Chirk Castle is a Grade I listed castle located near Wrexham, that was built in 1295 by Roger Mortimer de Chirk. It guards the entrance to the Ceiriog Valley and is well preserved making it a popular choice for educational visits as well as adventurous days out.


Chester Castle dates from the 11th century and was built by Hugh Lupus, 1st Earl of Chester. Little remains of the original structure as most of it was remodelled in the 18th century but what is left is managed by English Heritage and there are guided tours that include a visit to the Castle and Agricola Tower.

Cholmondeley Castle is an imposing, gothic fortress that still, after 800 years, belongs to one of the oldest families in the county. Designed by the 1st Marquess of Cholmondeley himself, it replaced an earlier hall built in 1571 and enjoys uninterrupted views over its 800 acres of exquisite parkland that are regularly used for events.

Peckforton Castle may appear medieval in style, but was actually constructed during the Victorian era between 1844 and 1851 by Member of Parliament John Tollemache. Using rock quarried from less than a mile away and painstakingly transported up temporary tramways to its hilltop location, Peckforton today is

a thriving hotel, spa and wedding venue.

Mow Cop Castle sits on the border with Staffordshire and although it gives the impression of a grand castle, it is a folly, constructed as a summerhouse in 1754 by the Baker-Wilbraham family of nearby Rode Hall. A very early example of a folly, the architect used the angle of the evening sunlight to best light the structure at sunset.


Powis Castle near Welshpool houses the treasures that were brought home by Robert Clive and his son, Edward Clive from India. The seat of the Earl of Powis, the castle is known for its extensive, attractive formal gardens, terraces, parkland, deerpark and landscaped estate.

Ludlow Castle offers visitors the chance to explore a fabulous medieval ruin right in the heart of the picturesque market town. With direct access from the old keep to the turrets, the castle enjoys a breathtaking view of the town and countryside below, while the interior has its original fireplaces and doorways too.

Shrewsbury Castle is a striking red sandstone building built in 1070 and now home to the Regimental Museum displaying a large collection of weapons, pictures, medals, uniforms and other military memorabilia, including a tuft of Napoleon’s hair! It’s worth the climb up to Laura’s Tower on the motte for the views.

Whittington Castle near Oswestry is another impressive ruin with a history dating back to 1222. Popular with visitors despite a large number of ghostly residents who walk the halls and peer from its windows, the surrounding moat with swans and ducks, makes it

a tranquil setting too.


Croft Castle sits deep in the heart of Herefordshire countryside surrounded by 1,500 acres of historic woodland, farm and parkland. This imposing house became the Croft family home long before the Domesday Book but has been lovingly cared for by the National Trust since 1957.

Hampton Court Castle is a true beauty. The 15th Century Grade I Listed Castle is set in over 1000 acres of estate and its State Rooms, including the magnificent Ballroom and exquisitely hand-painted Chapel, are open to the public along with four of the castle’s 24 bedrooms.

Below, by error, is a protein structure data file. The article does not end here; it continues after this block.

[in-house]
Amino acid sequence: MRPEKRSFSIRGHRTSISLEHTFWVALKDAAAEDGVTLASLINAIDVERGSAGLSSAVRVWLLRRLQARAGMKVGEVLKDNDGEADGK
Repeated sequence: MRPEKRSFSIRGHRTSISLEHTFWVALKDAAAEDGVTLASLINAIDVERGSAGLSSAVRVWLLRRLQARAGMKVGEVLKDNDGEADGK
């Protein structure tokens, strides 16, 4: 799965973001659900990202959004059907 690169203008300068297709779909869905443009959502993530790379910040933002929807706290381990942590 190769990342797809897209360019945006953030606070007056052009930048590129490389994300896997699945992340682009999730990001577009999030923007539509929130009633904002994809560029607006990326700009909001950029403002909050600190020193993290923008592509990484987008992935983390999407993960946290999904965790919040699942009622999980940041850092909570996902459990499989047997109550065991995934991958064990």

For sale?

These days slices of our ancient heritage are easier to come by than ever and castles pop up on the open market every so often, so keep your eyes peeled if you fancy a fortress of your own!

Henbury Hall, Macclesfield

Okay, it’s not officially a castle – but this property describes itself as ‘the most important classical house built in England in the 20th Century’ and at a glance, it’s pretty impressive. Its stunning domed roof echoes that of Mereworth Castle in Kent and its Palladian frontage certainly gives it all the stature of a real castle. Not only that, the accommodation includes a tenants hall, a separate equally listed house, and a further five houses on the estate along with a swimming pool, tennis courts, stable bock and 530 acres to gallop around.

Plas Castell, Denbigh

If you want to combine your stronghold stature with the convenience of a town location, then Plas Castell offers the perfect blend of ancient and modern living, right on the edge of town. This castle house and grounds incorporates a significant slice of Denbigh’s ancient town walls as well as the remains of a cathedral in the gardens. Inside it boasts eight bedrooms and is popular as both a wedding venue and a B&B so new owners could expect some return on their significant investment.

Castell Gyrn, Vale of Clwyd

If you want all the grandeur but none of the responsibility of owning an ancient building, Castell Gryn is for you. It has all the looks of a fabulous fortress, but was actually built in 1977 with an eccentric nod to Welsh heritage, complete with a giant carved stone dragon at its entrance. In reality, it boasts a stunning, modern interior and six bedrooms, all set in a glorious surrounding estate of approximately 68 acres with panoramic views across Snowdonia. The castle is packed with quirky features, hidden rooms, opulent décor and even its own ramparts.

WESTBURY CASTLE, near Prestatyn

As Shire Magazine went to press, this amazing Grade II* Listed Castle went to auction, with an expected guide price of around £1.5 million. Maybe a little steep for most of us, but you get a 12 bedroom mansion, a west wing housing another nine self-contained apartments and a chapel with bell tower surrounded by 3.6 acres of grounds. It has

a potential of over £80,000 a year rental income, handy when you think of the upkeep!

Brereton Park, Holmes Chapel

This property might not have the official title of castle, but just look at that fortified entrance, picture the portcullis in action and think of the gazing you could do from the top of those towers. We think it deserves including. With 12 bedrooms, 10 bathrooms and planning permission to convert the stable block. It has a billiard room, galleried landings, stunning staircases and up to 23 acres of lawns to mow.